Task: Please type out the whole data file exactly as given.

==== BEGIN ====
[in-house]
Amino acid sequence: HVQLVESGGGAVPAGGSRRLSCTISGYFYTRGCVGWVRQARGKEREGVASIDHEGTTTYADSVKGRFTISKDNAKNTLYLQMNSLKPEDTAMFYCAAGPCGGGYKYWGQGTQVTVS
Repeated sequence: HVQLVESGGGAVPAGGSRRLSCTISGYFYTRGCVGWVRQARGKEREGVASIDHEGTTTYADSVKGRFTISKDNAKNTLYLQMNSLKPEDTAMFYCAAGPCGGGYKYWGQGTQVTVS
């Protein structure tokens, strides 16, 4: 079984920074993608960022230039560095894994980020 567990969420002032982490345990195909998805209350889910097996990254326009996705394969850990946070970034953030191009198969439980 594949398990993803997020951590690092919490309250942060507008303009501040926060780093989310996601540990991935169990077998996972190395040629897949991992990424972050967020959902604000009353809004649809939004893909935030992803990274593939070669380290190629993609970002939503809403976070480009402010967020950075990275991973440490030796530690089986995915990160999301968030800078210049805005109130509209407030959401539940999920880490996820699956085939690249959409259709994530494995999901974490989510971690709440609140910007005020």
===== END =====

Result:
[in-house]
Amino acid sequence: HVQLVESGGGAVPAGGSRRLSCTISGYFYTRGCVGWVRQARGKEREGVASIDHEGTTTYADSVKGRFTISKDNAKNTLYLQMNSLKPEDTAMFYCAAGPCGGGYKYWGQGTQVTVS
Repeated sequence: HVQLVESGGGAVPAGGSRRLSCTISGYFYTRGCVGWVRQARGKEREGVASIDHEGTTTYADSVKGRFTISKDNAKNTLYLQMNSLKPEDTAMFYCAAGPCGGGYKYWGQGTQVTVS
């Protein structure tokens, strides 16, 4: 079984920074993608960022230039560095894994980020 567990969420002032982490345990195909998805209350889910097996990254326009996705394969850990946070970034953030191009198969439980 594949398990993803997020951590690092919490309250942060507008303009501040926060780093989310996601540990991935169990077998996972190395040629897949991992990424972050967020959902604000009353809004649809939004893909935030992803990274593939070669380290190629993609970002939503809403976070480009402010967020950075990275991973440490030796530690089986995915990160999301968030800078210049805005109130509209407030959401539940999920880490996820699956085939690249959409259709994530494995999901974490989510971690709440609140910007005020």